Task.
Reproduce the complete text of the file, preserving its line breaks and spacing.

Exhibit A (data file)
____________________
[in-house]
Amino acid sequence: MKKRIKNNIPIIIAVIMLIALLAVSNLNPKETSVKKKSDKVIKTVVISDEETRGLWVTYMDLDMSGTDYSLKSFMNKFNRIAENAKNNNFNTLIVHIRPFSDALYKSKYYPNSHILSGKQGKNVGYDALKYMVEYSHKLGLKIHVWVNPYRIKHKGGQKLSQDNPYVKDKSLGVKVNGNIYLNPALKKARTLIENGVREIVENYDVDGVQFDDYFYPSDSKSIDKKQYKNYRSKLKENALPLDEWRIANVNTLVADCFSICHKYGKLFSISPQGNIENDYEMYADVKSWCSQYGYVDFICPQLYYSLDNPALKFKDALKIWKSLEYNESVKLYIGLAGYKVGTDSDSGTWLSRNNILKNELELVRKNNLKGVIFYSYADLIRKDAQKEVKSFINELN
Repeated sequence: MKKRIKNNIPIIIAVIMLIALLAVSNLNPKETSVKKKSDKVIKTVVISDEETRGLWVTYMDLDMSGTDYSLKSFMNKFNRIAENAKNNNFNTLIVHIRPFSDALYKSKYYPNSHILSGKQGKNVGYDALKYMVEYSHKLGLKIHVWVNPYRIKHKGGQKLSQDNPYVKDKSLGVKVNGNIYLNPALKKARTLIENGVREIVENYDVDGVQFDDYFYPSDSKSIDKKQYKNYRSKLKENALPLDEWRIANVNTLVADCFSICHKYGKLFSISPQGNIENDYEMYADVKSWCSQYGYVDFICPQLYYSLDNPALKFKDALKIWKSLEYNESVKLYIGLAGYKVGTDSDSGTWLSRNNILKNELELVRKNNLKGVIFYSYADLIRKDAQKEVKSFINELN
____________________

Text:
[in-house]
Amino acid sequence: MKKRIKNNIPIIIAVIMLIALLAVSNLNPKETSVKKKSDKVIKTVVISDEETRGLWVTYMDLDMSGTDYSLKSFMNKFNRIAENAKNNNFNTLIVHIRPFSDALYKSKYYPNSHILSGKQGKNVGYDALKYMVEYSHKLGLKIHVWVNPYRIKHKGGQKLSQDNPYVKDKSLGVKVNGNIYLNPALKKARTLIENGVREIVENYDVDGVQFDDYFYPSDSKSIDKKQYKNYRSKLKENALPLDEWRIANVNTLVADCFSICHKYGKLFSISPQGNIENDYEMYADVKSWCSQYGYVDFICPQLYYSLDNPALKFKDALKIWKSLEYNESVKLYIGLAGYKVGTDSDSGTWLSRNNILKNELELVRKNNLKGVIFYSYADLIRKDAQKEVKSFINELN
Repeated sequence: MKKRIKNNIPIIIAVIMLIALLAVSNLNPKETSVKKKSDKVIKTVVISDEETRGLWVTYMDLDMSGTDYSLKSFMNKFNRIAENAKNNNFNTLIVHIRPFSDALYKSKYYPNSHILSGKQGKNVGYDALKYMVEYSHKLGLKIHVWVNPYRIKHKGGQKLSQDNPYVKDKSLGVKVNGNIYLNPALKKARTLIENGVREIVENYDVDGVQFDDYFYPSDSKSIDKKQYKNYRSKLKENALPLDEWRIANVNTLVADCFSICHKYGKLFSISPQGNIENDYEMYADVKSWCSQYGYVDFICPQLYYSLDNPALKFKDALKIWKSLEYNESVKLYIGLAGYKVGTDSDSGTWLSRNNILKNELELVRKNNLKGVIFYSYADLIRKDAQKEVKSFINELN